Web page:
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Do you have video editing skills? There is cash on the table for a winning entries. Plus I have a couple of fun prizes to give away in the form of some Roku’s listen to get the details. Your really going to enjoy tonight’s show as the content flow was close to perfect.
Note: I am hiring 5 writers email me email@example.com
Why Would IBM want to sell their patents? And to Google, nonetheless?
Think of it this way – You’re at a garage sale and you see a box of comic books (or records if you are not a comic nut). You buy the box for $20, hoping there is a valuable comic (record) in there. You pull out the important ones and what is left is a box of comics you don’t care about.
IBM has been gobbling up different companies throughout the years and some of the patents are like the odd comic books. Nortel is a great example – IBM had over 6,000 patents that they didn’t need. Therefore in May, they decided to auction off those patents that didn’t pertain to them. Google didn’t win that bidding war.
But , according to SEO by the Sea, IBM last week did find 1,030 patents that they sold to Google for an undisclosed sum. It was a hodge-podge of patents – from fabrication to database structures. These are patents that could keep Google from going to the courts for their Android devices, new products coming out on the market and other threats to future revenue.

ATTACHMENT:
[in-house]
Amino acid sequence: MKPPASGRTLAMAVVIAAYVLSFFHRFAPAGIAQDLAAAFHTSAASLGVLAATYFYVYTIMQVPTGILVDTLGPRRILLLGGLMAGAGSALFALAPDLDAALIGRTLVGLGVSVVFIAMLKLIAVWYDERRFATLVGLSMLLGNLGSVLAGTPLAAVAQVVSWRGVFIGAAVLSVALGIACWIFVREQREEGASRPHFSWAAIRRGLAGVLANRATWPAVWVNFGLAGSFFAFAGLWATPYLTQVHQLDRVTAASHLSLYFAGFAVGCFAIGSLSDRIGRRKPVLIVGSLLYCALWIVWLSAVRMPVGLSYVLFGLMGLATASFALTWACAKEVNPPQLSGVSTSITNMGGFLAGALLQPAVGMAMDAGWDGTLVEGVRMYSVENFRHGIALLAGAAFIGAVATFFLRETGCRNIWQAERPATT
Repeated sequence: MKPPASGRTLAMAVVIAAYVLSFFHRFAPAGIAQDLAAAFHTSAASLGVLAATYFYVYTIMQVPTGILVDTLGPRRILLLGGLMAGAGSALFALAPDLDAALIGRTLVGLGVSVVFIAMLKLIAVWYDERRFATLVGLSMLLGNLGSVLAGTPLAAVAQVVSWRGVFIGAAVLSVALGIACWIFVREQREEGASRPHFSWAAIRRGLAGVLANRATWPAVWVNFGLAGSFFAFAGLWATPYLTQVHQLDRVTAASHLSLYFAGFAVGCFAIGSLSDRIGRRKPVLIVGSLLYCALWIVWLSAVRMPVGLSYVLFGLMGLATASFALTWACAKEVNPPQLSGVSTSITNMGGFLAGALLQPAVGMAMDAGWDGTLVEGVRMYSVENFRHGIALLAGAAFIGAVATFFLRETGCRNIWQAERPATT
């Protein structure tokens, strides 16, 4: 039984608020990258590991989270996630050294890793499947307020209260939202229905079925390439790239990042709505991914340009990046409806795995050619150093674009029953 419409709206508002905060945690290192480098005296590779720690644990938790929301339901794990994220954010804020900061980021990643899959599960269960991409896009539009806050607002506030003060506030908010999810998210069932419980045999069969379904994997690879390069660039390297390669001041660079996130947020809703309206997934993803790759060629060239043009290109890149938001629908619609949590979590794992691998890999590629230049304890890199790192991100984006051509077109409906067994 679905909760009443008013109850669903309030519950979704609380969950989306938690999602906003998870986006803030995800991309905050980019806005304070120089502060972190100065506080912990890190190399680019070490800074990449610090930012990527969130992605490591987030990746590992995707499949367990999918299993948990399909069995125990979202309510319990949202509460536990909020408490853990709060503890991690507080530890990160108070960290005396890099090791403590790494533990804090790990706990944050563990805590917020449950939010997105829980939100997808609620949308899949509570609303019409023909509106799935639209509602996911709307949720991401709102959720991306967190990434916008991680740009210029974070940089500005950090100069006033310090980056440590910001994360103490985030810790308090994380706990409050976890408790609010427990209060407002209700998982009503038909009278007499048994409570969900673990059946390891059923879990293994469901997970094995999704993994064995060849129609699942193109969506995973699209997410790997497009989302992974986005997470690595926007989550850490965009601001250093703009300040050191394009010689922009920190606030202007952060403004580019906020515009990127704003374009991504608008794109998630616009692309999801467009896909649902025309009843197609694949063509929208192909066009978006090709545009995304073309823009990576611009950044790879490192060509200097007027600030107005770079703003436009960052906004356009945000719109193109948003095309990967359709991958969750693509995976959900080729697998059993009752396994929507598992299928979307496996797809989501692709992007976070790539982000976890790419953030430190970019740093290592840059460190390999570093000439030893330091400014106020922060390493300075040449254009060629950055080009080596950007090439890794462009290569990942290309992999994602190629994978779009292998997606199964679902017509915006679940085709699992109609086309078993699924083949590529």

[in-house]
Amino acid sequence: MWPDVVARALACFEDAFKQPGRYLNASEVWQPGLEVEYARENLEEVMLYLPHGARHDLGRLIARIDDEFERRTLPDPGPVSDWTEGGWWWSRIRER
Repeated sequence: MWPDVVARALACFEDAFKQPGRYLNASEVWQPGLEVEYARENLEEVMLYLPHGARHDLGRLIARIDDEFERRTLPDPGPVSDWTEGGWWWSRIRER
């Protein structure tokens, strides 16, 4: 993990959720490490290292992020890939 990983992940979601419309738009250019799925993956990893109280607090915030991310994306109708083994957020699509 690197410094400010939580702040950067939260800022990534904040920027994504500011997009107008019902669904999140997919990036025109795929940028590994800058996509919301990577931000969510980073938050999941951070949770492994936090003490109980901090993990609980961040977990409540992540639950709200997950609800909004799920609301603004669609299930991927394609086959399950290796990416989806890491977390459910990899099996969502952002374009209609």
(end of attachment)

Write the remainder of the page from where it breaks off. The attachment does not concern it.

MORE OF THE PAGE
It’s also a case of Google picking out the ones they need, then keeping a couple in the back pocket for future need (whether for selling or future projects). A couple of those patents relate to search methods. It will be interesting how that effects other search engines like rival Bing.
We’ll have to wait and see how Google utilizes these patents.
One of the problems with watching video podcasts as an alternative to conventional television is that you have typically and deliberately watch one video at a time. On longer videos it’s not as much of a problem, but with short videos that last 5 minutes or less you have to keep manually restarting the next video after the previous one has finished.
I now have three Mac Minis – one is an old somewhat underpowered Power PC Mac Mini that I’m using as a video podcast aggregator. I have that machine’s iTunes database located on a much larger shared drive that’s available to every machine on my home network. I’m subscribed to a variety of tech podcasts, most of them in the highest resolution file sizes available.
I have two other Mac Minis that are of the latest design. I have an “Eye TV” USB HD tuner connected to one that’s connected to a substantial external antenna. Depending on atmospheric conditions I can receive up to 18 channels counting the various digital sub channels. This enables the Mac Mini to function as a DVR.